This example and exercise is to help you understand the idea of 'variables' in PHP ... and incidentally in programming in general.
You have already seen variables - the way you can use $name in a PHP 'action' script to refer to fields in the form (or more precisely the "&name=..." part of the URL). However, this is a very special kind of variable which has been pre-defined by PHP. You can in fact create your own variables. The 'add it up' scroipt is an example.
As with the 'try it yourself' example there are two files, a web form and a PHP script:
As with the previous example DO NOT click the second link but instead download the file to your own machine to examine
Try going to the form and entering two numbers and then pressing the "add it up!" button.
Download both files to your disk (use "download link to disk" in IE or similar save option in other browser).
As with the 'try it yourself' script, the PHP file will come down under the name "do-add-it-up.phps" with ".phps" at the end instead of ".php". You will need to change this to ".php".
Now try uploading them both to your own site and test them there.
If you have problems see the corresponding section of the try-it-yourself documentation.
Look at the <form> part of the HTML source of add-it-up.html
<form method="GET" action="do-add-it-up.php">
Again it is using a relative URL for the 'action' attribute so that when you copy it to your site you do not need to change the URL.
The only new thing in this form is that the 'submit' buttin has a 'value' attribute so that the label on the button says "add it up!" rather than simply "Submit". Note the difference between this and the 'name' attribute. When you press the button look at the URL at the top of the browser. It will end:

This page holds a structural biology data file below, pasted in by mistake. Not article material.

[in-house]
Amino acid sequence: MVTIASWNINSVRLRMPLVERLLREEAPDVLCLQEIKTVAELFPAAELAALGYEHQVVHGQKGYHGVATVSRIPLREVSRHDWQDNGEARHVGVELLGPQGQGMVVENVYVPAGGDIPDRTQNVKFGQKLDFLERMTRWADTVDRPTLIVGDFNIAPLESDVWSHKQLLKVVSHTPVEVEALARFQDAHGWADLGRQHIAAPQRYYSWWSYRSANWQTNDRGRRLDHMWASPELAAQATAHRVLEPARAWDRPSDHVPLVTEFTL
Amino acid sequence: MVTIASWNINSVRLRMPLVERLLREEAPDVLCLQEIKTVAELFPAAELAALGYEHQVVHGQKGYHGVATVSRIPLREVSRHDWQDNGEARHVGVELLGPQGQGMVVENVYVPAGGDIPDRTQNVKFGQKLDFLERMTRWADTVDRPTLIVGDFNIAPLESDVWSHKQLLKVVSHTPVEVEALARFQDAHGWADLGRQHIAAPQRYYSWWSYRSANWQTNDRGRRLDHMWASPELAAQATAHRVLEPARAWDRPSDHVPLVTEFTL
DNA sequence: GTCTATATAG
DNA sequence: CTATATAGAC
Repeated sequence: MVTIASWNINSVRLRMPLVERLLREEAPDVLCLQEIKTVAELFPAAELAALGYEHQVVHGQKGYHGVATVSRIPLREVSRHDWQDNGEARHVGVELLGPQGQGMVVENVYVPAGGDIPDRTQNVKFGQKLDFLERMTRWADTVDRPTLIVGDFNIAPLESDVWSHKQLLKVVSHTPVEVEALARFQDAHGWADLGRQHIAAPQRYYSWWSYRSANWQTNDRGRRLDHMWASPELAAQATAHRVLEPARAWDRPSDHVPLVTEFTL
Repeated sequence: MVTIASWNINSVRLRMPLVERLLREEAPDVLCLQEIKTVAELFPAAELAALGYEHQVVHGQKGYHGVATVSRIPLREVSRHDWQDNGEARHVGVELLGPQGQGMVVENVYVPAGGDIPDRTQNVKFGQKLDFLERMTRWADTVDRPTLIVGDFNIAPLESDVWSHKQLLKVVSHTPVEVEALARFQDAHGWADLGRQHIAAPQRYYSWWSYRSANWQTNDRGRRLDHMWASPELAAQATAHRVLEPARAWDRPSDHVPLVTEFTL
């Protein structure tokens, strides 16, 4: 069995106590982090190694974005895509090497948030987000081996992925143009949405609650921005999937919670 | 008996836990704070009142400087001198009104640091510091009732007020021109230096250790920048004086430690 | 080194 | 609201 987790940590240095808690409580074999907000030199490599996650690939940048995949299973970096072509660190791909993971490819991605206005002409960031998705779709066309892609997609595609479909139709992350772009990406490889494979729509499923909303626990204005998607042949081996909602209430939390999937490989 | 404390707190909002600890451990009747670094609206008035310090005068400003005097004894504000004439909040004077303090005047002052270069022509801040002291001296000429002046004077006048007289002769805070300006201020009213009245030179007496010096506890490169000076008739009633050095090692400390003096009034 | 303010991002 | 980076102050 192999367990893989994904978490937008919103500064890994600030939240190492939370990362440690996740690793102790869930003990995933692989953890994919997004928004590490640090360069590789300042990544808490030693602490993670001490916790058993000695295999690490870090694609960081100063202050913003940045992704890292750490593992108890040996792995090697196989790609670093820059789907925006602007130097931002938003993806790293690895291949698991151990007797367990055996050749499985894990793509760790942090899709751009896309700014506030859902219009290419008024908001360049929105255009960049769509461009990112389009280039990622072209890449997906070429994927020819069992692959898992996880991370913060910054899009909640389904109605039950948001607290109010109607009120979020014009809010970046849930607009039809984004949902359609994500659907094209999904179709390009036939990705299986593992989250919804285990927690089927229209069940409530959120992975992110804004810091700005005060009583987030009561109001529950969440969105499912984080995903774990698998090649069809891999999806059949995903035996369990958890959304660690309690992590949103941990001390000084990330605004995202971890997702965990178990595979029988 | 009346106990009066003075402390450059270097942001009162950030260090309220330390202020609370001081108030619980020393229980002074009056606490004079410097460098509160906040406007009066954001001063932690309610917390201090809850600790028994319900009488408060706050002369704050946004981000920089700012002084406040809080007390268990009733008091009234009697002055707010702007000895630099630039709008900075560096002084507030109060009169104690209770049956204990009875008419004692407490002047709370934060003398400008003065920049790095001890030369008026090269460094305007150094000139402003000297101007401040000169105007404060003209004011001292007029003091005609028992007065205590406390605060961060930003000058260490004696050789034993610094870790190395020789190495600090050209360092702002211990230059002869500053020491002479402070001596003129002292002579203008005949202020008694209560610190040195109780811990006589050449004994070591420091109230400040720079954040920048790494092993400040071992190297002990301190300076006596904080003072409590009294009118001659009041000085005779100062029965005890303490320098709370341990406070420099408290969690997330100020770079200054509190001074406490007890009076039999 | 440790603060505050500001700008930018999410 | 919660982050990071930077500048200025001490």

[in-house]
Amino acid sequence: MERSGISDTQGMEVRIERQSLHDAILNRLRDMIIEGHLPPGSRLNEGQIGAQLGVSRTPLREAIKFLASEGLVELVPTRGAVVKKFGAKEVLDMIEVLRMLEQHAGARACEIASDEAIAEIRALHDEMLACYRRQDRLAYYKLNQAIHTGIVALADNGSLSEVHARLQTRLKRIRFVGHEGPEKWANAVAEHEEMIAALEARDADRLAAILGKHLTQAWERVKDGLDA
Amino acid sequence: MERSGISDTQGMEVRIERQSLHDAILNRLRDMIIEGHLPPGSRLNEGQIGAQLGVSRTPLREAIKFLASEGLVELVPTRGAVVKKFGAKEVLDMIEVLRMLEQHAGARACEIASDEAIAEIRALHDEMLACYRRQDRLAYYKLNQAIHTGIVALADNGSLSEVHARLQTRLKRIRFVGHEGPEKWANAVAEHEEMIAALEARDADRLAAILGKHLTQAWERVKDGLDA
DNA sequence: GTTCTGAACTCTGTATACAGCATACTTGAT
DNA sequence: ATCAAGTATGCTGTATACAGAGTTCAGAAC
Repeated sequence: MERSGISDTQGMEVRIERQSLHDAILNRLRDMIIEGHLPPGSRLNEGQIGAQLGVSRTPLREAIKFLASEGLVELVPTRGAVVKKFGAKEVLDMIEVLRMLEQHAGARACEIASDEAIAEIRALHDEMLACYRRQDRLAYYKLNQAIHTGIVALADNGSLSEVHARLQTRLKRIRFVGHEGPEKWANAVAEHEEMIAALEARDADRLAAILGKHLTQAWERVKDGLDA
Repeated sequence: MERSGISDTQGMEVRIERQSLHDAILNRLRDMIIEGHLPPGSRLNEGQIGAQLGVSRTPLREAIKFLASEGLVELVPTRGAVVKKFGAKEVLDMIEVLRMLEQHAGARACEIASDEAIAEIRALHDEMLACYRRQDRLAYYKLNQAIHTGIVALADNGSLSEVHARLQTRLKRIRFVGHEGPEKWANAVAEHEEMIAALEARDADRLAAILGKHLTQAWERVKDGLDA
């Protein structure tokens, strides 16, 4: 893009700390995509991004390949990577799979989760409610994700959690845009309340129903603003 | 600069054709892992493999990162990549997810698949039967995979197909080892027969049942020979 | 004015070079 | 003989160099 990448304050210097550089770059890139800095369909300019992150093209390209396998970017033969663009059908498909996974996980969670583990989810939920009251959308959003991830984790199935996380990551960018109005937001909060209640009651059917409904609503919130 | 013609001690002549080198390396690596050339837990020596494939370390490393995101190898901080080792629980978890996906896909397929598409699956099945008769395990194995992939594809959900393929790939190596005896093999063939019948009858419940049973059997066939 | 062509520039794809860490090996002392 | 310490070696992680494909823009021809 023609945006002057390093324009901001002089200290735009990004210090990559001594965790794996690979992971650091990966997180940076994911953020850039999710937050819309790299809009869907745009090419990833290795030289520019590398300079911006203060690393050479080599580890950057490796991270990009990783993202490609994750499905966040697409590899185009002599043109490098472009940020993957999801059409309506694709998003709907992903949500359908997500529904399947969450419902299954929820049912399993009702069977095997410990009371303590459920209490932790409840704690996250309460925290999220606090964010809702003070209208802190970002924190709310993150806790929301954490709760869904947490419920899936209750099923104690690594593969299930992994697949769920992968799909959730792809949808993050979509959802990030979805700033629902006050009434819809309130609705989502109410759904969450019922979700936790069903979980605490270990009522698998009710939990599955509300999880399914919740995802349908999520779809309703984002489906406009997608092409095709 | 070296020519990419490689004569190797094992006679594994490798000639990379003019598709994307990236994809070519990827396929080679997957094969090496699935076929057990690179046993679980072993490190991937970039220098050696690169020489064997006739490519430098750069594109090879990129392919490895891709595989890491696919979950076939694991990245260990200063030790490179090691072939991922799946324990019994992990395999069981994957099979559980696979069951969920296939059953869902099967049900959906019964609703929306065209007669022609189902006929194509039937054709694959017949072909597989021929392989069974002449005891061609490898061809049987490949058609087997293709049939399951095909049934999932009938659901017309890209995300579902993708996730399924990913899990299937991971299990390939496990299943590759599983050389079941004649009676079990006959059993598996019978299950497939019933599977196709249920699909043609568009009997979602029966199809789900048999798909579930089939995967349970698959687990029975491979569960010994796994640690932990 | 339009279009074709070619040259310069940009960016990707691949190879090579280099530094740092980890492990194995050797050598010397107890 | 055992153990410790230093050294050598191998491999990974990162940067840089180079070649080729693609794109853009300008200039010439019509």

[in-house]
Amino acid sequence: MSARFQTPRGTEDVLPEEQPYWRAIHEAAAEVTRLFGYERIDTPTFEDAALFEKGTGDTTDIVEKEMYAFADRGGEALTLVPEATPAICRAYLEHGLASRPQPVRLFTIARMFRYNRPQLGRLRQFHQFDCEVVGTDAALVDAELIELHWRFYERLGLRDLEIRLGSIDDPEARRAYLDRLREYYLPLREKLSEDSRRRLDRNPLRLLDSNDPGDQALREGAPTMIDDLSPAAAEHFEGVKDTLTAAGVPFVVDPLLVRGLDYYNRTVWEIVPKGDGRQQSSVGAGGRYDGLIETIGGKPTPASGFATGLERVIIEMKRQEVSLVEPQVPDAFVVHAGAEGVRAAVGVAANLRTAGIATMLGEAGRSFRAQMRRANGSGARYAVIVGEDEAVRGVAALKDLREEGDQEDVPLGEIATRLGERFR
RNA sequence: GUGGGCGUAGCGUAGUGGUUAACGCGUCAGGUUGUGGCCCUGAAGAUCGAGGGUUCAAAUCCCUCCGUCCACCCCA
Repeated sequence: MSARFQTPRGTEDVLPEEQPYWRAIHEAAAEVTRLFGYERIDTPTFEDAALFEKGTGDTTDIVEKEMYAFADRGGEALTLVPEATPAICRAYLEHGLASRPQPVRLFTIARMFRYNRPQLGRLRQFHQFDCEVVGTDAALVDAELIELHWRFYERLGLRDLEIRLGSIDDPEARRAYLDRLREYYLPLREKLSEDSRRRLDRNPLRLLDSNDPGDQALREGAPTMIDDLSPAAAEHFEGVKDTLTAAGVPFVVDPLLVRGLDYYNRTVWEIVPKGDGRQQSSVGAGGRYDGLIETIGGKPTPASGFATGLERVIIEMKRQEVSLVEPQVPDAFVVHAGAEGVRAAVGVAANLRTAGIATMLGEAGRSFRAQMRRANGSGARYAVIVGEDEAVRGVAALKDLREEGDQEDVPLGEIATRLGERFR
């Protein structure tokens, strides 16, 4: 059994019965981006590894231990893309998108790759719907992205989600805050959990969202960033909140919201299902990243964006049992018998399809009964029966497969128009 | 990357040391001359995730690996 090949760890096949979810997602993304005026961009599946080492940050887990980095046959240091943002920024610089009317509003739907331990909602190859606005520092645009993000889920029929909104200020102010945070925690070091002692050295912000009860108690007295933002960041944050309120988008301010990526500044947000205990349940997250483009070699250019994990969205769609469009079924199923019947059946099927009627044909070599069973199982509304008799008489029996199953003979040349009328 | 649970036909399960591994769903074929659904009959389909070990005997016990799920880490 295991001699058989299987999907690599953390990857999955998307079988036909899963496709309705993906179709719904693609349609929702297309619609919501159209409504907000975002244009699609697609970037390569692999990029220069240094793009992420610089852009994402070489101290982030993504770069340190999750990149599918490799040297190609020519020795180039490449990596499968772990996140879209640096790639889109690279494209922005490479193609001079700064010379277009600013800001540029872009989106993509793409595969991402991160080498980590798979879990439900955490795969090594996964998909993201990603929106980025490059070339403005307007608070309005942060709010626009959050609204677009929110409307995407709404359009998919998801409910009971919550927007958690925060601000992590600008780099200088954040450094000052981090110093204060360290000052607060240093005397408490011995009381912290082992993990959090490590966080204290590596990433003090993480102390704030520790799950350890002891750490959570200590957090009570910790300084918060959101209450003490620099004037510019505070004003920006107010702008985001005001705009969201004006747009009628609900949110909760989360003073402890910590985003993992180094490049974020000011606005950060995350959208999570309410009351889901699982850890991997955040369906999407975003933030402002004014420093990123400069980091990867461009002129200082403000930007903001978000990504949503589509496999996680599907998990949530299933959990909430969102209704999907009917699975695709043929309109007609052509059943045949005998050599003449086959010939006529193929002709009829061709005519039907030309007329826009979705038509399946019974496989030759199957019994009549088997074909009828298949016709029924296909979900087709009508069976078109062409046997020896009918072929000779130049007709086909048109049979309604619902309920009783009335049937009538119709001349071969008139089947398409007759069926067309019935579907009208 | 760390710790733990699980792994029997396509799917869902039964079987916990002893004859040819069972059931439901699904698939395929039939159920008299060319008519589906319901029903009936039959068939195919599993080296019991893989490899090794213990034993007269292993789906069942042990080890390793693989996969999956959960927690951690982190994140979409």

Notice the last part of this "&Submit=add+it+up%21". The "Submit" part is the 'name' of the <input> tag, the "add+it+up%21" is the 'value'. You could give a 'submit' button a 'name' attribute other than "Submit" which would change the "Submit=" part of the URL and hence the name of the variable in PHP containing it (which you haven't needed to use yet).
Try editing one of your "try it yourself" forms to give the submit button different naems and values to see the effect on the page and the URL.
Finally looking at the generated URL notice the way "add it up!" was converted to "add+it+up%21" with the spaces becoming "+"s and the "!" becoming "%21". This 'URL encoding' will be reversed by PHP when it puts the value into a variable.
Apart from these things the form is very simple, so let's look at the script that runs.
Look at the PHP source of do-add-it-up.php
As in try-it-yourself.php, the file largely contains ordinary HTML, but this time before the HTML starts there is some PHP code:
The two 'variables' $first and $second are obtained from $_GET, which in turn was extracted from the form fields. These variables are used lower down the page:
However, note that this table that creates the 'sum' also includes the additional variable $answer that does not come from the form fields.
The bit of PHP at the top of the page in the <?php ... ?> tags creates this variable and gives it a value "$first + $second".
This does exactly what it looks like and adds up the numbers in $first and $second and puts the result in the new variable $answer.
As we noted above, the fields could contain anything the user has entered, not just numbers and PHP 'trys' its best to do something with non-numnbers (try using the form and putting in values that are not numbers to see). However, a robust web interface should do something more. After experimenting your self below, look at 'robust add it up' which shows you how to check this sort of thing in PHP and also introduces new PHP features.
OK, now it's your turn. Try the following:
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